Authors: Boi Hoa San, Jang Ah Kim, Atul Kulkarni, Sang Hyun Moh, Sreekantha Reddy Dugasani, Vinod Kumar Subramani, Nanasaheb D. Thorat, Hyun Ho Lee, Sung Ha Park, Taesung Kim and Kyeong Kyu Kim
Published Date: 12th August 2014
Journal Reference: ACS Nano, 2014, 8 (12), pp 12120–12129

Abstract :
The electronic properties of biomolecules and their hybrids with inorganic materials can be utilized for the fabrication of nanoelectronic devices. Here, we report the charge transport behavior of protein-shelled inorganic nanoparticles combined with graphene and demonstrate their possible application as a bionanohybrid capacitor. The conductivity of PepA, a bacterial aminopeptidase used as a protein shell (PS), and the platinum nanoparticles (PtNPs) encapsulated by PepA was measured using a field effect transistor (FET) and a graphene-based FET (GFET). Furthermore, we confirmed that the electronic properties of PepA-PtNPs were controlled by varying the size of the PtNPs. The use of two poly(methyl methacrylate) (PMMA)-coated graphene layers separated by PepA-PtNPs enabled us to build a bionanohybrid capacitor with tunable properties. The combination of bioinorganic nanohybrids with graphene is regarded as the cornerstone for developing flexible and biocompatible bionanoelectronic devices that can be integrated into bioelectric circuits for biomedical purposes.

Title: n- and p-Type Doping Phenomenon by Artificial DNA and M-DNA on Two-Dimensional Transition Metal Dichalcogenides
Authors: Hyung-Youl Park, Sreekantha Reddy Dugasani, Dong-Ho Kang, Jeaho Jeon, Sung Kyu Jang, Sungjoo Lee, Yonghan Roh, Sung Ha Park and Jin-Hong Park
Published Date: 11th August 2014
Journal Reference: ACS Nano, 2014, 8 (11), pp 11603–11613

Abstract :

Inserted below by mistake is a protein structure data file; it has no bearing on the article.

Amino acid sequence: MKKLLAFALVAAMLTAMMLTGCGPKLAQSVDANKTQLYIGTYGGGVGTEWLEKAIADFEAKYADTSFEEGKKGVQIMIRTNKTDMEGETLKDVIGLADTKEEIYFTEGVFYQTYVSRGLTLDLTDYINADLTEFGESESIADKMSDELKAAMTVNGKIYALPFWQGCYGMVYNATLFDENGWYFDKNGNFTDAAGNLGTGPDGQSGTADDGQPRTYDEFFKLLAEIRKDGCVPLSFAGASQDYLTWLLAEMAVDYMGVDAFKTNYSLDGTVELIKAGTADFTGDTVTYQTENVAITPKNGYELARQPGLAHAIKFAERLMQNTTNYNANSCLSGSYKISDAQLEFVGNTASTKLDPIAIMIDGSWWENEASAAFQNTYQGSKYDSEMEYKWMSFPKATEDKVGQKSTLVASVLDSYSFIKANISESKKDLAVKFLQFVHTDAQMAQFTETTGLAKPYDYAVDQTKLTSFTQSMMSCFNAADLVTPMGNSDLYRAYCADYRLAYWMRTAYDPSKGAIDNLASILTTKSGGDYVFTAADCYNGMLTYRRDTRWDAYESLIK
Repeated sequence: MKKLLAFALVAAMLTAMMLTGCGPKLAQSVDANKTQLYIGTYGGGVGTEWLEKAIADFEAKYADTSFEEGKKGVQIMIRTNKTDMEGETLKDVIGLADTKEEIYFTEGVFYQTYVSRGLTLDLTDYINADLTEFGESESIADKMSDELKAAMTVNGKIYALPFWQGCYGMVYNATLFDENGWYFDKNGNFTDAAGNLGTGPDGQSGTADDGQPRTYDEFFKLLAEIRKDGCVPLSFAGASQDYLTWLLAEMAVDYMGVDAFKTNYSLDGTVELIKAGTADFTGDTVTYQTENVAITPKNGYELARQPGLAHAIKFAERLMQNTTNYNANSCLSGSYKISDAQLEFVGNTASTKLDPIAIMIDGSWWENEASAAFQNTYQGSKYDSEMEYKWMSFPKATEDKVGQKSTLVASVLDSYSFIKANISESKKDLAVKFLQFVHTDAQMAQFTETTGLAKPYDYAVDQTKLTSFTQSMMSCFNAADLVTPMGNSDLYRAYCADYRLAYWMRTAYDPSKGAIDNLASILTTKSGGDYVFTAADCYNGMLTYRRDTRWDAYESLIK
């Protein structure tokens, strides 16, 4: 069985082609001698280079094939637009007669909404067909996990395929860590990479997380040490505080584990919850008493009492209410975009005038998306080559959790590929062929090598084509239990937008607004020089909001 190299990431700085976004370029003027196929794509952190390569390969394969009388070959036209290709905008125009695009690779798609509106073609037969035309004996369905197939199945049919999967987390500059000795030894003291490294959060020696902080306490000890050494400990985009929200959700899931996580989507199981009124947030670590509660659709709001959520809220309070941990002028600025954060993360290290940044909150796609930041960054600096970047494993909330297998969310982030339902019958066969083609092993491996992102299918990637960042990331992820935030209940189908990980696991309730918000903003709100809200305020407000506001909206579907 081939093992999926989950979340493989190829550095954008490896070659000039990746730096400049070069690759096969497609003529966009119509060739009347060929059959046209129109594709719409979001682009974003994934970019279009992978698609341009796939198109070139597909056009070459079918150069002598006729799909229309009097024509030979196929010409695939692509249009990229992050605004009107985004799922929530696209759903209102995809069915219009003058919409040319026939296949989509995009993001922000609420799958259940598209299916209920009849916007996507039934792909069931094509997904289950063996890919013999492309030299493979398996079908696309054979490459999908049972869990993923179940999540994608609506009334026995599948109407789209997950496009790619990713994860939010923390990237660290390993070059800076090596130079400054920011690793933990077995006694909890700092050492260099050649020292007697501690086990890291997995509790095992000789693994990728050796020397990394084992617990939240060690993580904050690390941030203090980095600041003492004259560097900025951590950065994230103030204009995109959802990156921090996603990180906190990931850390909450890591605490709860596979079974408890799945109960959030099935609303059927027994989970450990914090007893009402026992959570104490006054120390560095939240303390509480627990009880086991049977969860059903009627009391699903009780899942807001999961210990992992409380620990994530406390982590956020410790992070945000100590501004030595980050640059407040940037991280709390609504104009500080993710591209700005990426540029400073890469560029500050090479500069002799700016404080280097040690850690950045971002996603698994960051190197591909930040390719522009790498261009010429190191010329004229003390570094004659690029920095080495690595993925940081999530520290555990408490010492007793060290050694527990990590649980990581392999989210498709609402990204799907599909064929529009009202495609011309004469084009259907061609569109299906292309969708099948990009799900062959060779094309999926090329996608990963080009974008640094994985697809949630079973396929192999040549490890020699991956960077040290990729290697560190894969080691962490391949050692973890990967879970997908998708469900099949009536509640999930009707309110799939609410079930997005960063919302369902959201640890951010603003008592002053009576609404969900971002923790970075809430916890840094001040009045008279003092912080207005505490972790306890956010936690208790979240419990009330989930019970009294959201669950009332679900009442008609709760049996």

Deoxyribonucleic acid (DNA) and two-dimensional (2D) transition metal dichalcogenide (TMD) nanotechnology holds great potential for the development of extremely small devices with increasingly complex functionality. However, most current research related to DNA is limited to crystal growth and synthesis. In addition, since controllable doping methods like ion implantation can cause fatal crystal damage to 2D TMD materials, it is very hard to achieve a low-level doping concentration (nondegenerate regime) on TMD in the present state of technology. Here, we report a nondegenerate doping phenomenon for TMD materials (MoS2 and WSe2, which represent n- and p-channel materials, respectively) using DNA and slightly modified DNA by metal ions (Zn2+, Ni2+, Co2+, and Cu2+), named as M-DNA. This study is an example of interdisciplinary convergence research between DNA nanotechnology and TMD-based 2D device technology. The phosphate backbone (PO4–) in DNA attracts and holds hole carriers in the TMD region, n-doping the TMD films. Conversely, M-DNA nanostructures, which are functionalized by intercalating metal ions, have positive dipole moments and consequently reduce the electron carrier density of TMD materials, resulting in p-doping phenomenon. N-doping by DNA occurs at ∼6.4 × 1010 cm–2 on MoS2 and ∼7.3 × 109 cm–2 on WSe2, which is uniform across the TMD area. p-Doping which is uniformly achieved by M-DNA occurs between 2.3 × 1010 and 5.5 × 1010 cm–2 on MoS2 and between 2.4 × 1010 and 5.0 × 1010 cm–2 on WSe2. These doping levels are in the nondegenerate regime, allowing for the proper design of performance parameters of TMD-based electronic and optoelectronic devices (VTH, on-/off-currents, field-effect mobility, photoresponsivity, and detectivity). In addition, by controlling the metal ions used, the p-doping level of TMD materials, which also influences their performance parameters, can be controlled. This interdisciplinary convergence research will allow for the successful integration of future layered semiconductor devices requiring extremely small and very complicated structures.